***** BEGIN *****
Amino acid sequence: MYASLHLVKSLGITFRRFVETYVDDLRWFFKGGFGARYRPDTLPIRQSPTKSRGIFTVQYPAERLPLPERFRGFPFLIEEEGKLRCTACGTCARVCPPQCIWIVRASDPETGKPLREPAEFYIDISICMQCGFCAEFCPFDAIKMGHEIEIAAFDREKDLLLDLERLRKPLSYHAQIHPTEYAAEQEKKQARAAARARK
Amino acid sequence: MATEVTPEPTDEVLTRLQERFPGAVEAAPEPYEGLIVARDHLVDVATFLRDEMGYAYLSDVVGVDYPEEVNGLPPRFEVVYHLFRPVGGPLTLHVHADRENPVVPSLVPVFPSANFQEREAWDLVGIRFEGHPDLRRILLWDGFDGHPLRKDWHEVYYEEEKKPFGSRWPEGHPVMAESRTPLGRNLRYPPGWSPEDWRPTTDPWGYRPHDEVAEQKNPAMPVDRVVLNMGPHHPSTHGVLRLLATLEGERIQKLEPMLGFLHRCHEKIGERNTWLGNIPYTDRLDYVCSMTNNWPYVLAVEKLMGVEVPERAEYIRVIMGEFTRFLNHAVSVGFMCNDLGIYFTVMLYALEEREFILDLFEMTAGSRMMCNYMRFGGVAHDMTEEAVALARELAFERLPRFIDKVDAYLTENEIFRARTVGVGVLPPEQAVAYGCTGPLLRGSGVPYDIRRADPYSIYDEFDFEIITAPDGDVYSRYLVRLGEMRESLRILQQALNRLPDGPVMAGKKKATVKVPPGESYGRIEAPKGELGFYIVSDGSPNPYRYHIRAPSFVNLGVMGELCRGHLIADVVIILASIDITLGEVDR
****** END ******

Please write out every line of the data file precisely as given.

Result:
Amino acid sequence: MYASLHLVKSLGITFRRFVETYVDDLRWFFKGGFGARYRPDTLPIRQSPTKSRGIFTVQYPAERLPLPERFRGFPFLIEEEGKLRCTACGTCARVCPPQCIWIVRASDPETGKPLREPAEFYIDISICMQCGFCAEFCPFDAIKMGHEIEIAAFDREKDLLLDLERLRKPLSYHAQIHPTEYAAEQEKKQARAAARARK
Amino acid sequence: MATEVTPEPTDEVLTRLQERFPGAVEAAPEPYEGLIVARDHLVDVATFLRDEMGYAYLSDVVGVDYPEEVNGLPPRFEVVYHLFRPVGGPLTLHVHADRENPVVPSLVPVFPSANFQEREAWDLVGIRFEGHPDLRRILLWDGFDGHPLRKDWHEVYYEEEKKPFGSRWPEGHPVMAESRTPLGRNLRYPPGWSPEDWRPTTDPWGYRPHDEVAEQKNPAMPVDRVVLNMGPHHPSTHGVLRLLATLEGERIQKLEPMLGFLHRCHEKIGERNTWLGNIPYTDRLDYVCSMTNNWPYVLAVEKLMGVEVPERAEYIRVIMGEFTRFLNHAVSVGFMCNDLGIYFTVMLYALEEREFILDLFEMTAGSRMMCNYMRFGGVAHDMTEEAVALARELAFERLPRFIDKVDAYLTENEIFRARTVGVGVLPPEQAVAYGCTGPLLRGSGVPYDIRRADPYSIYDEFDFEIITAPDGDVYSRYLVRLGEMRESLRILQQALNRLPDGPVMAGKKKATVKVPPGESYGRIEAPKGELGFYIVSDGSPNPYRYHIRAPSFVNLGVMGELCRGHLIADVVIILASIDITLGEVDR